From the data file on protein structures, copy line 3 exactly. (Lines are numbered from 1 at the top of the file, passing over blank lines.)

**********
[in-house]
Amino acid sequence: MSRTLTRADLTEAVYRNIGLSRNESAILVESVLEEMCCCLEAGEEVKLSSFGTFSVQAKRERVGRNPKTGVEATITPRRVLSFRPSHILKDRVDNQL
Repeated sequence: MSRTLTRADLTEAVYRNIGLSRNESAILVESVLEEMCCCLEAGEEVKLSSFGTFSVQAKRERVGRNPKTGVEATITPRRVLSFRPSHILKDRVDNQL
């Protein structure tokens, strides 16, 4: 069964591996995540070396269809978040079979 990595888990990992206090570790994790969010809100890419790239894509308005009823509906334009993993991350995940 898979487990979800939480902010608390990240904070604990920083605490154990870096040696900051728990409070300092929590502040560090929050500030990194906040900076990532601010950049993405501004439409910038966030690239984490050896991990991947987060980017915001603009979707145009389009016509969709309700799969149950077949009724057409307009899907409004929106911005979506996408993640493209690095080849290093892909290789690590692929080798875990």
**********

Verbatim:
Repeated sequence: MSRTLTRADLTEAVYRNIGLSRNESAILVESVLEEMCCCLEAGEEVKLSSFGTFSVQAKRERVGRNPKTGVEATITPRRVLSFRPSHILKDRVDNQL